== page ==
If I may weigh in, I used to think it'd be cool to hear the services set to Gregoriant chant music and tones (if they have them?), but then I went to Coptic and Western/Roman Orthodox services and realized that the reason Roman Rite services look shorter on paper is because they take a while to go through using the Gregorian music and traditional reading styles, whereas in most Byzantine Rite churches I've been to the clergy go through their parts at a decent clip and likewise the choir (unless they're trying to be particularly grand, lol). It'd still be interesting to hear, but it'd take way too long to endure every Sunday :-).
Logged

"This is the Apostolic Faith, the Orthodox Faith, and the Faith of the Fathers. Having this wonderful treasure, let us preserve it, let us keep it, and let us also use it in such a way that this treasure becomes the victory of Christ in us and in His Church." ~ St. Severus of Antioch ~
Shlomlokh
主哀れめよ!
OC.net guru
*******
Offline Offline

Faith: Orthodox Christian
Jurisdiction: Bulgarian
Posts: 1,220



« Reply #12 on: January 11, 2011, 02:20:51 PM »

If I may weigh in, I used to think it'd be cool to hear the services set to Gregoriant chant music and tones (if they have them?), but then I went to Coptic and Western/Roman Orthodox services and realized that the reason Roman Rite services look shorter on paper is because they take a while to go through using the Gregorian music and traditional reading styles, whereas in most Byzantine Rite churches I've been to the clergy go through their parts at a decent clip and likewise the choir (unless they're trying to be particularly grand, lol). It'd still be interesting to hear, but it'd take way too long to endure every Sunday :-).
Well if you look at many of the early Western Orthodox churches, cathedrals and basilicas, they look very, very similar to our modern Eastern Orthodox churches. Medieval England and France (perhaps Germany, too?) had what resembles our present-day iconostas.

In Christ,
Andrew
Logged

"I will pour out my prayer unto the Lord, and to Him will I proclaim my grief; for with evils my soul is filled, and my life unto hades hath drawn nigh, and like Jonah I will pray: From corruption raise me up, O God." -Ode VI, Irmos of the Supplicatory Canon to the Theotokos
simplygermain
beer-bellied tellitubby
High Elder
******
Offline Offline

Faith: Orthodox Christian
Jurisdiction: OCA - Northwest, Baby!
Posts: 771


Zechariah 11:7


WWW
« Reply #13 on: January 11, 2011, 02:40:49 PM »

I have mixed feelings about the "Western Rite" as it now stands, though in principle the rehabilitation of historically "western forms" of Christianity is not in and of itself objectionable.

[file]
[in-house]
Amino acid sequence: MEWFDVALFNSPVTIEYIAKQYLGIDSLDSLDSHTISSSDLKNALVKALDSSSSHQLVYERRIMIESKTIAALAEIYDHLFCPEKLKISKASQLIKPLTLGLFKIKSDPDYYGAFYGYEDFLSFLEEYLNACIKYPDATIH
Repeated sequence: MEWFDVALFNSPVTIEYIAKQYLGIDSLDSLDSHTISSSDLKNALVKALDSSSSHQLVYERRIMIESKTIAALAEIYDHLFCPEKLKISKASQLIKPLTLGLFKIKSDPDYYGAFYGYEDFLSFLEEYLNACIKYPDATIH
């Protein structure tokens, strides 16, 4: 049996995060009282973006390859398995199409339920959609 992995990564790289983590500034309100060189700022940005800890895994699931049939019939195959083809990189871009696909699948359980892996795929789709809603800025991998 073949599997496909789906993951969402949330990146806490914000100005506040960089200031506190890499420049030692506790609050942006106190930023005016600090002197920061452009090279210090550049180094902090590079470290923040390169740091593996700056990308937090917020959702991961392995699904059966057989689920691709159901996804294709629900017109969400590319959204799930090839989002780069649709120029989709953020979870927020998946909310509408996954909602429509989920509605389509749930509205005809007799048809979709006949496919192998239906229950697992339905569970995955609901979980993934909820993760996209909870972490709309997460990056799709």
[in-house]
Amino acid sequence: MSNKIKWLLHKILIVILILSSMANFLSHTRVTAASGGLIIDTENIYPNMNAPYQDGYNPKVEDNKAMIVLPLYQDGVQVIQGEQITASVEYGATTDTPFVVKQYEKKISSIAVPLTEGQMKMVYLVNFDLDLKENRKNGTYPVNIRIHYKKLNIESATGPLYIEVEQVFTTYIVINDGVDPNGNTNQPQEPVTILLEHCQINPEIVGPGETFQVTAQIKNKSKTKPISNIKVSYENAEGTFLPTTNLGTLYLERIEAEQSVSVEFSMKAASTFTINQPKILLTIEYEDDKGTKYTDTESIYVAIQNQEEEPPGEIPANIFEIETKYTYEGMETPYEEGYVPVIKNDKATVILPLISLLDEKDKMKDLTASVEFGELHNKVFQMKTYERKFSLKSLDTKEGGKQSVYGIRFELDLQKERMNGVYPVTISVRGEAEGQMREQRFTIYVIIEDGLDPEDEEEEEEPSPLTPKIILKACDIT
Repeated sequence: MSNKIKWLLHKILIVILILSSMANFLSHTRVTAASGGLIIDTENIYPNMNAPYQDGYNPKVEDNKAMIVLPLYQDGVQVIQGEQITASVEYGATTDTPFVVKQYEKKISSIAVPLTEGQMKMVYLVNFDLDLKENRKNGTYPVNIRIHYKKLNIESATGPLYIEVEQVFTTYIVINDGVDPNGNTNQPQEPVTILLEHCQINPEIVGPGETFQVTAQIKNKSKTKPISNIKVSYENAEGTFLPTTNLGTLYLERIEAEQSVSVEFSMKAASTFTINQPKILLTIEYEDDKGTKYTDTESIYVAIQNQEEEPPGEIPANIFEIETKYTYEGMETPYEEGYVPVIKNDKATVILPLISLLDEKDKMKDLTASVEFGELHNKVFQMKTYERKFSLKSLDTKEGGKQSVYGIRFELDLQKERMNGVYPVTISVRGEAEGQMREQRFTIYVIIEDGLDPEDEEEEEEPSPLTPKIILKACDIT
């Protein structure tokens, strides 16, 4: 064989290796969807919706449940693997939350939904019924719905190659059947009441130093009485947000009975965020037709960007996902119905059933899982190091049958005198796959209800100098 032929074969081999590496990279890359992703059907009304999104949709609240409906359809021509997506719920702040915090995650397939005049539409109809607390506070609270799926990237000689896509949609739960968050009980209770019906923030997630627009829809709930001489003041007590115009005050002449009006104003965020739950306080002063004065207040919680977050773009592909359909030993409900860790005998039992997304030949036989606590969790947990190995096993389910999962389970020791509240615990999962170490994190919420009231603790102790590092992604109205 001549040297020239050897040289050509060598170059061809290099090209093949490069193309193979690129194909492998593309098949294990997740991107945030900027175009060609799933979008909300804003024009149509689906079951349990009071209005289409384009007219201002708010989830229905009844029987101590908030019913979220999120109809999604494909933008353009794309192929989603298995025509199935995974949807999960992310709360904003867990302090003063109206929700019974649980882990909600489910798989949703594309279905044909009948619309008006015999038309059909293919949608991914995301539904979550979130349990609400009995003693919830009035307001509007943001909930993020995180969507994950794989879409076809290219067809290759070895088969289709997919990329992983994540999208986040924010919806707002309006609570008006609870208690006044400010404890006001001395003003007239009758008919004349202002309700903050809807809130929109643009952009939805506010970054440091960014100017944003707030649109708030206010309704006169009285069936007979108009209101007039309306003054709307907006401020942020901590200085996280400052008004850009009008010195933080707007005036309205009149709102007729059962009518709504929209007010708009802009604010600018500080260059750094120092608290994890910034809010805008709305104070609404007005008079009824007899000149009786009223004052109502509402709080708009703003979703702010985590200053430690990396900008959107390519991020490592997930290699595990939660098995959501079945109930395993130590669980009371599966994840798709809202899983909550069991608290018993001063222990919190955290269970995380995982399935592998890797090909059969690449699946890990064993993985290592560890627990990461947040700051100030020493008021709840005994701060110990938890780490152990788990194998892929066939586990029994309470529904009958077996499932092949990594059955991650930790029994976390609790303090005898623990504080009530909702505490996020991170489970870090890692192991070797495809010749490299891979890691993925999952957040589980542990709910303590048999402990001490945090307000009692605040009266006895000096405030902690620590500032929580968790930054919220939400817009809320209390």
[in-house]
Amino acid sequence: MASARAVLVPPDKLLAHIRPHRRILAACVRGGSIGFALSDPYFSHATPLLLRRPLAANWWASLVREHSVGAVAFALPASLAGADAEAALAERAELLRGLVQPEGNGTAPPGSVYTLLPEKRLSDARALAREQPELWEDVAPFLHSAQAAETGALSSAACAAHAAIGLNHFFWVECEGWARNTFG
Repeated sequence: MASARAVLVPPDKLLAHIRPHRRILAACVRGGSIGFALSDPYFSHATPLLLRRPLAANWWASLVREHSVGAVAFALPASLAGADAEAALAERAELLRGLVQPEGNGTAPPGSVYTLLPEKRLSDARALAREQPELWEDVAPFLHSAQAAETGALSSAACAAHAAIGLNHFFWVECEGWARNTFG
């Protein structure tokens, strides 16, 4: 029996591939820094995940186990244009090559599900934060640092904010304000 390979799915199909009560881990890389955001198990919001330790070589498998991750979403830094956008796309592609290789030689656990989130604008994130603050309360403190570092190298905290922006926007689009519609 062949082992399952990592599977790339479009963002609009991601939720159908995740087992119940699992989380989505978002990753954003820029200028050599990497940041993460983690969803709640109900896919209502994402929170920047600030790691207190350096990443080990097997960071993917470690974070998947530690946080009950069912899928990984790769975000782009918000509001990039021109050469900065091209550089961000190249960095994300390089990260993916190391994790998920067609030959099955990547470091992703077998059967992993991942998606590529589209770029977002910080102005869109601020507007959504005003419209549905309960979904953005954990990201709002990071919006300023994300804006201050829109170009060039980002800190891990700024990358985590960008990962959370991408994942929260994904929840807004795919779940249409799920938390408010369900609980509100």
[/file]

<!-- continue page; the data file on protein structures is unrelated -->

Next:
If you read the writings of important 19th century Western-Rite advocates like Dr.John Overbeck (a convert to Orthodoxy from Roman Catholicism), it becomes pretty clear that what they were advocating was an attempt to (as close as possible) revive the rituals of the pre-schism Latin Church.   Though there were certainly big supporters of this idea in the Russian Church, very little actually ever came of it.  For example, many Western-Riters speak of the "Liturgy of St.Tikhon", which is basically a "corrected" version of the Anglican liturgy of the eucharist.  A few things are ommitted, a few other things added (namely, an explicit epiklesis in it's anaphora), and that is pretty much all that it is.  Yet what is very clear is that this proposed text and others like it (like a similarly revised from of the Tridentine Mass of Roman Catholicism) were understood by the likes of St.Tikhon and Overbeck to be provisional - for the actual revival of something continuous with pre-schism Western Orthodoxy would require something much more extensive and carefully considered.

Thus insofar as the modern Western-Rite would be considered a "work in progress", it may have some promise.

My big concern at this point though, is that there appear to be supporters within the Western-Rite movement, who have abandoned the mindset of the likes of St.Tikhon or Dr.Overbeck, and basically see the Western-Rite (though they'd never put it this way) as a kind of "corrective reverse-Uniatism"; get rid of the glaring, obvious problems in later western liturgics, but ignore the fact that most of the liturgical developments subsequent to Rome's self-isolation from Orthodox Christendom are to varying degrees founded upon either their loss of the "Orthodox mindset" or as reactions to controversies which simply do not pose a challenge to the holistic faith/praxis maintained by "the East" (which is the genuine, continuing part of the Church of Christ.)

As for "westernizing" Orthodox missions in the west, in the legitimate sense this kind of inculturation has already began (though we need more of it!)  For example, there is nothing wrong with converting all liturgical services into careful vernacular, emphasizing the cult of Orthodox Saints native to western soil (whether from before the schism, or more modern Saints who lived in the west like Sts.Herman, Tikhon, John of San Francisco, etc.)  There is also no reason why the same East-Roman/"Byzantine" services which became inculturated amongst the various Slavic peoples, could not do the same here, even to the point (with time) of giving birth to different usages and disciplines (which one observes in the rest of the normative Orthodox world.)  The Orthodox Church is "traditional" - but genuine tradition has never been static, not in the time of the ancient Fathers (who made some very striking revisions of the liturgics they'd received when they felt it would be pastorally advantageous), nor in subsequent eras.

When I hear about this, I am grateful for my first experience with the Western Rite... St. Germanus' Liturgy of Paris (St. John Maximovitch's work).
Logged

I believe, help Thou my unbelief!! - St. John of Krondstadt

http://Http://hairshirtagenda.blogspot.com

 Witega: "Bishops and Metropolitans and even Patriarchs have been removed under decidedly questionable circumstances before but the Church moves on."
Tags:
Pages: 1   Go Up
  Print  
 
Jump to:  

Powered by MySQL Powered by PHP Powered by SMF 1.1.18 | SMF © 2013, Simple Machines Valid XHTML 1.0! Valid CSS!
Page created in 0.071 seconds with 41 queries.